- Chase Expanding 5/24 – big banks got even bigger in terms of some of the rewards cards restrictions. Chase included more cards (from 17 cards to 28 cards) into the 5/24 net to make it even more difficult to acquire more of the banks top rewards cards. When the economy is good, banks can be much more precise in who they want as customers. I’m fortunate and thankful that I have a very solid lineup of Chase cards already, and don’t really need additional cards at this point. I can earn rewards at rates that I’m very comfortable with going forward. However, for those past 5/24 and kind of starting out, it’s tough out there!
- Amex getting tougher – some sign up bonus and promotion clawbacks, reducing the travel portal rebate from 50% to 35%, and increasing some top reward card annual fees (business platinum up to $595 in 2019), Amex is trying to make profitable banking great again. Some blogs were really disturbed by some of the Amex decisions, however, I’m in the opposite camp. While I don’t like annual fees, and especially those that increase, none of those changes have made me blink when it comes to Amex’s program.
- Citi, well, being Citi – taking some of it’s top products off the shelves for revamp, continuing to send out offers that bypassed 24 month sign-up bonus restrictions, and getting lost in the news from other banks, Citi is the last of the big 3 banks in the points and miles world (behind Chase and Amex). Heck, I’d take the Capital One cards right now before those of Citi. Citi doesn’t seem to have a solid identity in the travel rewards space. They are on the starting sports team lineup, but they don’t make the highlight reel for the game’s highlights. Hopefully Citi’s program and card offerings get better in 2019.
My own personal travel, points and miles goals for 2018 were extremely positive. Actually, even though the goals were pretty aggressive, the results were much greater than I had hoped for or targeted when I wrote about them a year ago. Here’s a brief recap of those goals:
Reach 1 million SPG, Alaska, and Ultimate Rewards
There’s kind of an obligation that goes along with having am website with the moniker “MillionMileGuy” in it. Thankfully, I did accomplish earning over a million SPG, Alaska, and Ultimate Rewards. What I didn’t anticipate was also earning over a million Amex Membership Rewards. For having a full time (and part time job for much of the year), I did good. Very thankful for it too.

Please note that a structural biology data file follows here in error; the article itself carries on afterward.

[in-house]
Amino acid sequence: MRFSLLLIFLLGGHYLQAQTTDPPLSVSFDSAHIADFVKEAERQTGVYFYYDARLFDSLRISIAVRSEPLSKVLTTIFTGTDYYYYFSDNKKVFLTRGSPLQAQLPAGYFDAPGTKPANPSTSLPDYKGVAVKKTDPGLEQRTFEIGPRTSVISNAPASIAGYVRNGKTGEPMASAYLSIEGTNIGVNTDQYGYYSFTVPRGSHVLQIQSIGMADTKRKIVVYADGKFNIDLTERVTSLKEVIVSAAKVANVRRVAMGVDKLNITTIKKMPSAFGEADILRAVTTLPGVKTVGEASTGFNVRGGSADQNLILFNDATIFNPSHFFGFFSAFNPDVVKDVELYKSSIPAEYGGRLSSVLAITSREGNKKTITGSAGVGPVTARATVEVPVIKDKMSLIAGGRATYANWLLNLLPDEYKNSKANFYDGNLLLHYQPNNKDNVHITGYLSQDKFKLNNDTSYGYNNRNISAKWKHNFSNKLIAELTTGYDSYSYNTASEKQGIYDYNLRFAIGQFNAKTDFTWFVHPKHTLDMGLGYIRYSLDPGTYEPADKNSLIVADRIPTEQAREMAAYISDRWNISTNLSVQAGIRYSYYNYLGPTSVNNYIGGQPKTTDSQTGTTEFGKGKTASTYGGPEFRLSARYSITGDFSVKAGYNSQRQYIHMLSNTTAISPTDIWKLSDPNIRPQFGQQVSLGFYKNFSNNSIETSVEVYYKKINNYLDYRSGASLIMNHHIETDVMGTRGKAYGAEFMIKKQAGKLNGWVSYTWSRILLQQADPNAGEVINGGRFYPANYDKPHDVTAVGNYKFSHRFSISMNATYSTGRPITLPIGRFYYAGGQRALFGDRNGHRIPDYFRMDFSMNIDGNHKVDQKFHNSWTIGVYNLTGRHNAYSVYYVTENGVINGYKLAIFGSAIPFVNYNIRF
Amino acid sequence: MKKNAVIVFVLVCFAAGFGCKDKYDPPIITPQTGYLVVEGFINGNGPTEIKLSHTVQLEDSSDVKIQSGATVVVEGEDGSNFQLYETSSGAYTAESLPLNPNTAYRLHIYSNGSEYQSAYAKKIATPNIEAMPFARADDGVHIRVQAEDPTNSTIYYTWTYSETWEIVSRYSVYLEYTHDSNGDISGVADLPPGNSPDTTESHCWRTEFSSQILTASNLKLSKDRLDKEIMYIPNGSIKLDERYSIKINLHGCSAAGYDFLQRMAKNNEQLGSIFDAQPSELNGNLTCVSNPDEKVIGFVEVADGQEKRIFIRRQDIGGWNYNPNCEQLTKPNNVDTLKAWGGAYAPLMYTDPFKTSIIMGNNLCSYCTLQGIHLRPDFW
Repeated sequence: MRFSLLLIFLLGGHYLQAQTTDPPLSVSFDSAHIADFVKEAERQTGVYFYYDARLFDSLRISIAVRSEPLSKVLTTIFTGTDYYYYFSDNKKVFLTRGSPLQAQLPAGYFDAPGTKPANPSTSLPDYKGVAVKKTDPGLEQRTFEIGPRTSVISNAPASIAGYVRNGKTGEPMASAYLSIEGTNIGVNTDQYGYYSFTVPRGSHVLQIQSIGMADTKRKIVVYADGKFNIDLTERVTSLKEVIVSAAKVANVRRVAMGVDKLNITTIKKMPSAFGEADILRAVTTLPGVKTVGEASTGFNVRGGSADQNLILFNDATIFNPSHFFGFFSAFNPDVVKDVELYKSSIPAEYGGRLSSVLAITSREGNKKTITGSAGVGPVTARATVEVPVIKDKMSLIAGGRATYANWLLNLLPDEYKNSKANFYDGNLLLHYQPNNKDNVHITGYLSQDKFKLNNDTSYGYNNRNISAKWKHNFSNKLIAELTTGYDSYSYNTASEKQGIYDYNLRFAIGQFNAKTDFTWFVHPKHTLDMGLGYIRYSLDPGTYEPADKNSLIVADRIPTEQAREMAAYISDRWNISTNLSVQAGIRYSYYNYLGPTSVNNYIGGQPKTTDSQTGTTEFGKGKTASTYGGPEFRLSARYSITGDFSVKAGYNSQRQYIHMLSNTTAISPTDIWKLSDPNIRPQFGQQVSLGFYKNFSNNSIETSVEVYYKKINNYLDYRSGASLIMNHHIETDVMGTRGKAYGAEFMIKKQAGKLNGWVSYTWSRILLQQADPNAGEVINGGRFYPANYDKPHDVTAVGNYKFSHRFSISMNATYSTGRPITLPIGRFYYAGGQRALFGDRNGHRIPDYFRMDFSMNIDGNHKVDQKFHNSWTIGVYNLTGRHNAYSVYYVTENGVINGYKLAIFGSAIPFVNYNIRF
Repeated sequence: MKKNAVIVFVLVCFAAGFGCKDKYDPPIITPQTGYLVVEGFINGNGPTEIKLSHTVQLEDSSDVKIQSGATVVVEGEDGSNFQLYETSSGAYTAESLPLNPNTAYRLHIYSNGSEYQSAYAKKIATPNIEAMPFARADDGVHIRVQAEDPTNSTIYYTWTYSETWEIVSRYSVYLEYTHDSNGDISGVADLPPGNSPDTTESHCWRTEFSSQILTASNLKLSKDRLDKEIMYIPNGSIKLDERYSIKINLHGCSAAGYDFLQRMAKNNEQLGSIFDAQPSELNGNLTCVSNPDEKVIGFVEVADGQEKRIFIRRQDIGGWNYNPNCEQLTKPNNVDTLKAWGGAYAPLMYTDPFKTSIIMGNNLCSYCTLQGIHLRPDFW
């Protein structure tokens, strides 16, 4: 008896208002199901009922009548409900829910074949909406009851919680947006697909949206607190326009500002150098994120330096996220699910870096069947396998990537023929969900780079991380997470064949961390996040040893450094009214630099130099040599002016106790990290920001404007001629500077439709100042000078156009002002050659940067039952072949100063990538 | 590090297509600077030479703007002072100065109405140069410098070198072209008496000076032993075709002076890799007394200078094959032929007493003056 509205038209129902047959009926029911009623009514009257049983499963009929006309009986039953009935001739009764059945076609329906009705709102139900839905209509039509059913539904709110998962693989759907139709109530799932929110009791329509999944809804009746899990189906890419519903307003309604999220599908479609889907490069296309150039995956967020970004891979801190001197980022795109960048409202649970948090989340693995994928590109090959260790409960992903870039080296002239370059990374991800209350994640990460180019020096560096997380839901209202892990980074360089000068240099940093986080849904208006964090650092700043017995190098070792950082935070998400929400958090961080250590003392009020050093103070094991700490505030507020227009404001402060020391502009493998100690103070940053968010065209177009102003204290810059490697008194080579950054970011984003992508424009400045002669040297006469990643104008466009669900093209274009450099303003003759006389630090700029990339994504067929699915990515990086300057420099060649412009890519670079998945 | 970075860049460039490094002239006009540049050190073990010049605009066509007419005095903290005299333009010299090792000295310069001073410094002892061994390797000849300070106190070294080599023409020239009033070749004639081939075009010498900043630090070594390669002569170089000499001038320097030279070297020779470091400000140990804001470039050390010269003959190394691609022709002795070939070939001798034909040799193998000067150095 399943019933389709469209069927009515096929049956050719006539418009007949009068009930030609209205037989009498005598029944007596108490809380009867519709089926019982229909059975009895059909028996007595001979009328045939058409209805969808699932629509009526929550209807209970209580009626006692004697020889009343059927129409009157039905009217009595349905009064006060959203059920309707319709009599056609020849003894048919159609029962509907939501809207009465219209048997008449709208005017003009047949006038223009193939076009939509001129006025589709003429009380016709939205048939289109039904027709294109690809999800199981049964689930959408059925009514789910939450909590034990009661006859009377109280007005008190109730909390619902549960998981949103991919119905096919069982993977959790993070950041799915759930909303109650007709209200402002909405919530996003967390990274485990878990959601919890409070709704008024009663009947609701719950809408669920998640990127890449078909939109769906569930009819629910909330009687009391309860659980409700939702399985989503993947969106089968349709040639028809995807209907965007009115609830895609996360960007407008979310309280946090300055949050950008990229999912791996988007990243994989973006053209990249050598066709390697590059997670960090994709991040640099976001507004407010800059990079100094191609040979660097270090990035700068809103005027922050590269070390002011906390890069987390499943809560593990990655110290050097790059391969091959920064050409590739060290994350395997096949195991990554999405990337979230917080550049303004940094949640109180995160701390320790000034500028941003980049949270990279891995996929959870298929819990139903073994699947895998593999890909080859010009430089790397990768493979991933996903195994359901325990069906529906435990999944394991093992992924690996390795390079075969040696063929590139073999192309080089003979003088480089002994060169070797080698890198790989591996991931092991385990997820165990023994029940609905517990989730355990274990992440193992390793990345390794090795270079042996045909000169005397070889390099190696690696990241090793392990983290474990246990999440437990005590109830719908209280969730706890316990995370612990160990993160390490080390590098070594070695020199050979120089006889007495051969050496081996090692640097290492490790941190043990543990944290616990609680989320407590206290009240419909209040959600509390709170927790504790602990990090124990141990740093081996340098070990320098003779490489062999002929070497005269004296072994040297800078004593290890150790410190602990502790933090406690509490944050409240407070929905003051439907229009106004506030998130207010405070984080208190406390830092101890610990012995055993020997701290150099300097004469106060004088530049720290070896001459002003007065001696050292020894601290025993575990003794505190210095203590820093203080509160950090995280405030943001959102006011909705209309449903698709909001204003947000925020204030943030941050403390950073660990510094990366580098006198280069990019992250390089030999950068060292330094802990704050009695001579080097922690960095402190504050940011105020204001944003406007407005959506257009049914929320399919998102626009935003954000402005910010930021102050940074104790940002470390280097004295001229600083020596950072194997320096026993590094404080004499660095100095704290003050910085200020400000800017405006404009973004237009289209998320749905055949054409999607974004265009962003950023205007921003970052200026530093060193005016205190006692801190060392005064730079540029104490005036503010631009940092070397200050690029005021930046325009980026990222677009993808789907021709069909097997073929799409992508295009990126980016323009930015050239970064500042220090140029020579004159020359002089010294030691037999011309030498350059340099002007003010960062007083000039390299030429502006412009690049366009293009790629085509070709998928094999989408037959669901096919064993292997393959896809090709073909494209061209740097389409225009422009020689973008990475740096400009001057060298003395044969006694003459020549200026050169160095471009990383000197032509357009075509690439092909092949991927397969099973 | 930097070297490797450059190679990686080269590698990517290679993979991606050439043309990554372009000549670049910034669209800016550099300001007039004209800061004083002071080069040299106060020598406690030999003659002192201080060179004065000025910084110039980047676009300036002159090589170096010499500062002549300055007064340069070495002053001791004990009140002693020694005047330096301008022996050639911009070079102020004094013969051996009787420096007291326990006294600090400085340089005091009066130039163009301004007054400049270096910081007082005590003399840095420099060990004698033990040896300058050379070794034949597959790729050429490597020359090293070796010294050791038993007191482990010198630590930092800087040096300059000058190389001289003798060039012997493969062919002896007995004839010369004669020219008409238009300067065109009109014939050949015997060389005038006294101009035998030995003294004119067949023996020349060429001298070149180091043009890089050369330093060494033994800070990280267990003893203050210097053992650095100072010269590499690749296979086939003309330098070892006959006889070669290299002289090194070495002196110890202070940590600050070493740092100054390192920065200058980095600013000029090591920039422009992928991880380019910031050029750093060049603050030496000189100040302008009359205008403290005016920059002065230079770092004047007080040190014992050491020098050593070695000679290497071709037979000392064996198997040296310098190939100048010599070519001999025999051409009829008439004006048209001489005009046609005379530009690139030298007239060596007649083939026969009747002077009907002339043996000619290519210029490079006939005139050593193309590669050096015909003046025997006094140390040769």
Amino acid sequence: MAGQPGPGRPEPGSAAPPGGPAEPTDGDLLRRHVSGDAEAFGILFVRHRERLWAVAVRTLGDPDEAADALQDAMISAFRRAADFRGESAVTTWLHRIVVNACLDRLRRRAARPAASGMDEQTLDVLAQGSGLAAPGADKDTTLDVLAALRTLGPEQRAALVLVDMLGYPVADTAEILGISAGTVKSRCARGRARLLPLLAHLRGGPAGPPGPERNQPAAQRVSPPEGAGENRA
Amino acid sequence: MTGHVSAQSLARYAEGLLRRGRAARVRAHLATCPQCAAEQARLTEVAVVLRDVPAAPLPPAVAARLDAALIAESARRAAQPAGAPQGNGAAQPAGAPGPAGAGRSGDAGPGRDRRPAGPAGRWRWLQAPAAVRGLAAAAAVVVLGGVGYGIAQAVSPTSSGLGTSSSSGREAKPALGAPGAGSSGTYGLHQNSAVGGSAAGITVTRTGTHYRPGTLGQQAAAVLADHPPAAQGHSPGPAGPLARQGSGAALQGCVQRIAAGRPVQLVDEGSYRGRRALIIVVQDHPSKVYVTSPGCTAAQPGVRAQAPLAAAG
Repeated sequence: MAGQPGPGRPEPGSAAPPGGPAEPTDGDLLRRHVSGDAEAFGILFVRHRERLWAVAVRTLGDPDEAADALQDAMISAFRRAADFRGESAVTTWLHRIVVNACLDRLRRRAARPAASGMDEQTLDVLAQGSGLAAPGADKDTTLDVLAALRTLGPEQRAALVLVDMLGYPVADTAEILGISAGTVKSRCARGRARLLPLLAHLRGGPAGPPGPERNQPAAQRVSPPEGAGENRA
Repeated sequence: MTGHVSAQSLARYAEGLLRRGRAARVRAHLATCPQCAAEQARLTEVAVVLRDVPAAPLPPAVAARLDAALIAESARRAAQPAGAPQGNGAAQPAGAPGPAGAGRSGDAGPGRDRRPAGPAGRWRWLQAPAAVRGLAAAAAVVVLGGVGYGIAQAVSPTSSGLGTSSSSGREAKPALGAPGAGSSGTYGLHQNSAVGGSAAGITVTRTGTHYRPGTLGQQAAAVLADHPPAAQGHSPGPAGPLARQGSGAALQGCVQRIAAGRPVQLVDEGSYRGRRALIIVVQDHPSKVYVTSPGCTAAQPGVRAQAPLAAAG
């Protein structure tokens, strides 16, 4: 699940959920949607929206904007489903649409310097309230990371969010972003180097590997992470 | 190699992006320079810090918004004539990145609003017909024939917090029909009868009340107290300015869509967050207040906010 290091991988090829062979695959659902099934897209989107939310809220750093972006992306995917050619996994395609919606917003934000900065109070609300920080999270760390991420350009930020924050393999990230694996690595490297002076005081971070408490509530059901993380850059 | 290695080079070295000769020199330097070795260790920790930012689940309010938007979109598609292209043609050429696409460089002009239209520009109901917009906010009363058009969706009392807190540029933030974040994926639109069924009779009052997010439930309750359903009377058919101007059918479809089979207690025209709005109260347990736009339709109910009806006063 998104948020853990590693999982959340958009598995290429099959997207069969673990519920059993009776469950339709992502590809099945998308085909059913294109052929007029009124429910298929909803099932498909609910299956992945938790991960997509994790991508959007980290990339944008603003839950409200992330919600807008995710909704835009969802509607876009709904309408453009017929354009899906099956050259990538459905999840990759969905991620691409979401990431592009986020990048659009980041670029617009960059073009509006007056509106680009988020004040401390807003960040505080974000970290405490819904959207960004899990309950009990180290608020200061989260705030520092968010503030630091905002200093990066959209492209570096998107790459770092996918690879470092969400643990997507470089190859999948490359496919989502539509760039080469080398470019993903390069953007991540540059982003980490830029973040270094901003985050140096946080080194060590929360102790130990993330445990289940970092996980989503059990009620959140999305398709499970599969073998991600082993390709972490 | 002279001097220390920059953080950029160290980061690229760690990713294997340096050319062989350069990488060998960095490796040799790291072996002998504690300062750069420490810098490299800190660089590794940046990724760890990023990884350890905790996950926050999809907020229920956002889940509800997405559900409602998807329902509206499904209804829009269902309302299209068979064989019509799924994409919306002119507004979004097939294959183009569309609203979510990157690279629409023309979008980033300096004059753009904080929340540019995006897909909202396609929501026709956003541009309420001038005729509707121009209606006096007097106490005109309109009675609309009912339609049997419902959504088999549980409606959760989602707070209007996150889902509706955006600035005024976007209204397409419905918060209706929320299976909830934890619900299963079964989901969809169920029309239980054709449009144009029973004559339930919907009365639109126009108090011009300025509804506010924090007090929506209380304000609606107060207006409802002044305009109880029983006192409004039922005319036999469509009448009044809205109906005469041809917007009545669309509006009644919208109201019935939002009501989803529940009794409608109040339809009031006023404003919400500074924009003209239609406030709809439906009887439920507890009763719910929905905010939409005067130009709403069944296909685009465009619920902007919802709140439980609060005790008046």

$500k of Manufactured Spend in a Month
I doubt I’ll write much about my specific MS volume going forward, but achieving high levels (high for me at least), was a learning experience. I did accomplish this goal more than once in 2018, but also learned more about my strengths and weaknesses in manufactured spend. Some people have help with their MS in various ways. Some keep amazing and detailed records. Others are tremendous with math, and others are part of a small high volume cabal that seem to have almost no limits. For me, my goal here was accomplished, but I also learned some humility and what volume and plays might be best for me.
Getting a little Splashy with Award trips
I booked 2 Lufthansa first class tickets on the coveted 747-8 from Europe for myself and good friend this past year. Unfortunately within 10 days of getting back, my buddy had open heart surgery, as he was having shortness of breath and some chest pain before and during the trip. He’s better than ever now, but could have easily died on our trip with all of the walking, steps, and adventure we got into. It was a great trip. Also glad he didn’t die or end up in the hospital in Eastern Europe. Can’t imagine bribing a doctor in Belarus for better care. Not a fan of that action.
Change my Application Style
I used to apply for 4-6 new rewards credit cards every 91-95 days, but I thought changing that pattern would yield better approval rates, as I was starting to receive more pending and rejection notices in 2018. As a quick, but not dramatic fix, I dropped down to 2-3 applications and also didn’t apply on for new rewards cards on a rigid timeline. Sometimes I waited well over 100 days to apply, and sought out higher bonus on cards that I had targeted. In 2019, I’m looking to start the path to getting back under 5/24, and only (mostly) apply for select business cards for the next 2 years. It’s going to be tough, really tough. We’ll see how it goes, but right now, I’ve kind of maxed out personal cards applications (for cards that I value).
Get New Rewards Credit Cards
I was a bit shell shocked writing about this 2018 goal, as Barclays had fairly recently shut down my accounts along with 3 reward cards that I had. Barclays wasn’t very cooperative initially after my shutdown about giving me a fair price on my (several hundred thousand) Arrival miles, so I filed a CFPB complaint. That same day of the CFPB submittal, Barclays called and renegotiated with me, offering a better deal. I felt fortunate, as some banks don’t give back points/miles earned if you’re shutdown. Anyway, I did manage to get a good amount of rewards cards in 2018, but also had more difficulty doing so, as I kind of reached my near maximum for credit allotments and top card approvals.